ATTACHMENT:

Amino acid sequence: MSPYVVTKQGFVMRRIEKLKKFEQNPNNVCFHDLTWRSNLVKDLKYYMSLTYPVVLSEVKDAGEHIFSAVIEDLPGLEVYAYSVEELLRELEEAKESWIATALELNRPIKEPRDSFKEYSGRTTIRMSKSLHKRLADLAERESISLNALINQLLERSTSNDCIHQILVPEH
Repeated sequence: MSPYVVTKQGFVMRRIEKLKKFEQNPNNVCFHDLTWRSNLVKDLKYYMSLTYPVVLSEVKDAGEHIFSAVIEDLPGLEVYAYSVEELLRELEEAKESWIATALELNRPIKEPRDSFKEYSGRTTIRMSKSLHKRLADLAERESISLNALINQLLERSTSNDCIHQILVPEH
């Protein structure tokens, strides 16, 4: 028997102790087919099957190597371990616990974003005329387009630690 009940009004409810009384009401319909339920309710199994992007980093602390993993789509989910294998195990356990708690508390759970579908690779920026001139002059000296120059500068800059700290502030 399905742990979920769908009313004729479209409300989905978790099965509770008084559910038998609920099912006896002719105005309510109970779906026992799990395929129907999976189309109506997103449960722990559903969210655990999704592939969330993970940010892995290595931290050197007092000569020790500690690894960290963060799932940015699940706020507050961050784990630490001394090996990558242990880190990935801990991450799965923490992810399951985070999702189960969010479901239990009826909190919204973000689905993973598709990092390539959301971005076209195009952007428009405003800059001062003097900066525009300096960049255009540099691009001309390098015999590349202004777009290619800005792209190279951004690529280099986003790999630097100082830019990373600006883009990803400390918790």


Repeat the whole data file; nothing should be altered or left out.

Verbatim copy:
Amino acid sequence: MSPYVVTKQGFVMRRIEKLKKFEQNPNNVCFHDLTWRSNLVKDLKYYMSLTYPVVLSEVKDAGEHIFSAVIEDLPGLEVYAYSVEELLRELEEAKESWIATALELNRPIKEPRDSFKEYSGRTTIRMSKSLHKRLADLAERESISLNALINQLLERSTSNDCIHQILVPEH
Repeated sequence: MSPYVVTKQGFVMRRIEKLKKFEQNPNNVCFHDLTWRSNLVKDLKYYMSLTYPVVLSEVKDAGEHIFSAVIEDLPGLEVYAYSVEELLRELEEAKESWIATALELNRPIKEPRDSFKEYSGRTTIRMSKSLHKRLADLAERESISLNALINQLLERSTSNDCIHQILVPEH
């Protein structure tokens, strides 16, 4: 028997102790087919099957190597371990616990974003005329387009630690 009940009004409810009384009401319909339920309710199994992007980093602390993993789509989910294998195990356990708690508390759970579908690779920026001139002059000296120059500068800059700290502030 399905742990979920769908009313004729479209409300989905978790099965509770008084559910038998609920099912006896002719105005309510109970779906026992799990395929129907999976189309109506997103449960722990559903969210655990999704592939969330993970940010892995290595931290050197007092000569020790500690690894960290963060799932940015699940706020507050961050784990630490001394090996990558242990880190990935801990991450799965923490992810399951985070999702189960969010479901239990009826909190919204973000689905993973598709990092390539959301971005076209195009952007428009405003800059001062003097900066525009300096960049255009540099691009001309390098015999590349202004777009290619800005792209190279951004690529280099986003790999630097100082830019990373600006883009990803400390918790």